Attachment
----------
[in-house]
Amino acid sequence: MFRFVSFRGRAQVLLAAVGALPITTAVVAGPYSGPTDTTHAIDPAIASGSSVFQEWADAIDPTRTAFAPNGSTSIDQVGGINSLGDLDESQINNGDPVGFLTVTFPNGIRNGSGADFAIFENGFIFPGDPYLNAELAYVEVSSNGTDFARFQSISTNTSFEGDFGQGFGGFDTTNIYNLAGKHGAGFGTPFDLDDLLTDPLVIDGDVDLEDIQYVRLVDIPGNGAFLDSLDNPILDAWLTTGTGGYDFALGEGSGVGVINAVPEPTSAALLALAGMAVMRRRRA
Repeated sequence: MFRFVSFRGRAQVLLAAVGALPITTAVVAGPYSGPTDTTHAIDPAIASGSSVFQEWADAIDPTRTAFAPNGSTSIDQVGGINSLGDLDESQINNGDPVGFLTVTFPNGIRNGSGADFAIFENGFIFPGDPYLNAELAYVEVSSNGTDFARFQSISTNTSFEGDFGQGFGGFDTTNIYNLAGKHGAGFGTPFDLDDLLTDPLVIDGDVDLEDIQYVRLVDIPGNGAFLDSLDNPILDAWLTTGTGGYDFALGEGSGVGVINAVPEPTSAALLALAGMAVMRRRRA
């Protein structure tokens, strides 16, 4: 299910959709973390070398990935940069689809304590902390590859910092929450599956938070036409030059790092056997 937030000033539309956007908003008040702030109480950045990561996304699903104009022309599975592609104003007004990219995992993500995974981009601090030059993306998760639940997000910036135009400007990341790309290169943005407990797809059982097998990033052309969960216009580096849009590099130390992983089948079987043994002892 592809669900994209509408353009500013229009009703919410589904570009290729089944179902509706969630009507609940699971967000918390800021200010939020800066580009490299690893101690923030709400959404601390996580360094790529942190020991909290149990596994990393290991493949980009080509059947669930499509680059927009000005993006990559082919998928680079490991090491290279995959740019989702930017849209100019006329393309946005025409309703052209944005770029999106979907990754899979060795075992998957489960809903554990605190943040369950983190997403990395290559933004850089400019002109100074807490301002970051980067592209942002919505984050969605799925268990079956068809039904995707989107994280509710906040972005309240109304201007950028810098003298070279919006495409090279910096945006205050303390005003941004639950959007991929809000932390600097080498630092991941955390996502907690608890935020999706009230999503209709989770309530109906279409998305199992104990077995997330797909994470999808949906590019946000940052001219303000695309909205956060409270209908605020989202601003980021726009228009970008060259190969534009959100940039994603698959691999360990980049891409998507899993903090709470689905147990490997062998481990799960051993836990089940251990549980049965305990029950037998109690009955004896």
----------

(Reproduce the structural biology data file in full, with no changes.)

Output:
[in-house]
Amino acid sequence: MFRFVSFRGRAQVLLAAVGALPITTAVVAGPYSGPTDTTHAIDPAIASGSSVFQEWADAIDPTRTAFAPNGSTSIDQVGGINSLGDLDESQINNGDPVGFLTVTFPNGIRNGSGADFAIFENGFIFPGDPYLNAELAYVEVSSNGTDFARFQSISTNTSFEGDFGQGFGGFDTTNIYNLAGKHGAGFGTPFDLDDLLTDPLVIDGDVDLEDIQYVRLVDIPGNGAFLDSLDNPILDAWLTTGTGGYDFALGEGSGVGVINAVPEPTSAALLALAGMAVMRRRRA
Repeated sequence: MFRFVSFRGRAQVLLAAVGALPITTAVVAGPYSGPTDTTHAIDPAIASGSSVFQEWADAIDPTRTAFAPNGSTSIDQVGGINSLGDLDESQINNGDPVGFLTVTFPNGIRNGSGADFAIFENGFIFPGDPYLNAELAYVEVSSNGTDFARFQSISTNTSFEGDFGQGFGGFDTTNIYNLAGKHGAGFGTPFDLDDLLTDPLVIDGDVDLEDIQYVRLVDIPGNGAFLDSLDNPILDAWLTTGTGGYDFALGEGSGVGVINAVPEPTSAALLALAGMAVMRRRRA
């Protein structure tokens, strides 16, 4: 299910959709973390070398990935940069689809304590902390590859910092929450599956938070036409030059790092056997 937030000033539309956007908003008040702030109480950045990561996304699903104009022309599975592609104003007004990219995992993500995974981009601090030059993306998760639940997000910036135009400007990341790309290169943005407990797809059982097998990033052309969960216009580096849009590099130390992983089948079987043994002892 592809669900994209509408353009500013229009009703919410589904570009290729089944179902509706969630009507609940699971967000918390800021200010939020800066580009490299690893101690923030709400959404601390996580360094790529942190020991909290149990596994990393290991493949980009080509059947669930499509680059927009000005993006990559082919998928680079490991090491290279995959740019989702930017849209100019006329393309946005025409309703052209944005770029999106979907990754899979060795075992998957489960809903554990605190943040369950983190997403990395290559933004850089400019002109100074807490301002970051980067592209942002919505984050969605799925268990079956068809039904995707989107994280509710906040972005309240109304201007950028810098003298070279919006495409090279910096945006205050303390005003941004639950959007991929809000932390600097080498630092991941955390996502907690608890935020999706009230999503209709989770309530109906279409998305199992104990077995997330797909994470999808949906590019946000940052001219303000695309909205956060409270209908605020989202601003980021726009228009970008060259190969534009959100940039994603698959691999360990980049891409998507899993903090709470689905147990490997062998481990799960051993836990089940251990549980049965305990029950037998109690009955004896």